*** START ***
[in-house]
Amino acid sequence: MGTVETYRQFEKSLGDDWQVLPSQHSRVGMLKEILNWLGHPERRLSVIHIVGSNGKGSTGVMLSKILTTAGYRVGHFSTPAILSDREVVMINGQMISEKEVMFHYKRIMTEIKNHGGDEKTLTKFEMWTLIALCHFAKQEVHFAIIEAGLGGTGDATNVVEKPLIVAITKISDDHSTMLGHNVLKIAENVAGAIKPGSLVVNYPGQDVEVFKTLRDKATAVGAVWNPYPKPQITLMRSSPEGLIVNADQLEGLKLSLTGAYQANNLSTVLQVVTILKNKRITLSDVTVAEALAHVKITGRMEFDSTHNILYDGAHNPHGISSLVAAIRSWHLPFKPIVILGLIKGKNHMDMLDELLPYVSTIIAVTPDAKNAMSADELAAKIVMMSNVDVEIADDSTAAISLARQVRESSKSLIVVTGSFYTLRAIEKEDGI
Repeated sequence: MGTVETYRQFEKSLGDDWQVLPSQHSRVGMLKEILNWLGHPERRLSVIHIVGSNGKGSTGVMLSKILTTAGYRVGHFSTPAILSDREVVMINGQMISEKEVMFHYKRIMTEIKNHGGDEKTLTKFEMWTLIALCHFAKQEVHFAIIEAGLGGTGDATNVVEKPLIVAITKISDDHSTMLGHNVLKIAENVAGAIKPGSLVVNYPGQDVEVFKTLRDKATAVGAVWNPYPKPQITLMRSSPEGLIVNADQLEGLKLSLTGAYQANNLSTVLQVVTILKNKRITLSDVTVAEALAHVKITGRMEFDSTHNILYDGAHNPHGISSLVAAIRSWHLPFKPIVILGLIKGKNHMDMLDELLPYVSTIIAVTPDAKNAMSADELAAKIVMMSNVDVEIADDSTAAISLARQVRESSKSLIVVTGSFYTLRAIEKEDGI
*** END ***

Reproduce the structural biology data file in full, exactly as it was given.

[in-house]
Amino acid sequence: MGTVETYRQFEKSLGDDWQVLPSQHSRVGMLKEILNWLGHPERRLSVIHIVGSNGKGSTGVMLSKILTTAGYRVGHFSTPAILSDREVVMINGQMISEKEVMFHYKRIMTEIKNHGGDEKTLTKFEMWTLIALCHFAKQEVHFAIIEAGLGGTGDATNVVEKPLIVAITKISDDHSTMLGHNVLKIAENVAGAIKPGSLVVNYPGQDVEVFKTLRDKATAVGAVWNPYPKPQITLMRSSPEGLIVNADQLEGLKLSLTGAYQANNLSTVLQVVTILKNKRITLSDVTVAEALAHVKITGRMEFDSTHNILYDGAHNPHGISSLVAAIRSWHLPFKPIVILGLIKGKNHMDMLDELLPYVSTIIAVTPDAKNAMSADELAAKIVMMSNVDVEIADDSTAAISLARQVRESSKSLIVVTGSFYTLRAIEKEDGI
Repeated sequence: MGTVETYRQFEKSLGDDWQVLPSQHSRVGMLKEILNWLGHPERRLSVIHIVGSNGKGSTGVMLSKILTTAGYRVGHFSTPAILSDREVVMINGQMISEKEVMFHYKRIMTEIKNHGGDEKTLTKFEMWTLIALCHFAKQEVHFAIIEAGLGGTGDATNVVEKPLIVAITKISDDHSTMLGHNVLKIAENVAGAIKPGSLVVNYPGQDVEVFKTLRDKATAVGAVWNPYPKPQITLMRSSPEGLIVNADQLEGLKLSLTGAYQANNLSTVLQVVTILKNKRITLSDVTVAEALAHVKITGRMEFDSTHNILYDGAHNPHGISSLVAAIRSWHLPFKPIVILGLIKGKNHMDMLDELLPYVSTIIAVTPDAKNAMSADELAAKIVMMSNVDVEIADDSTAAISLARQVRESSKSLIVVTGSFYTLRAIEKEDGI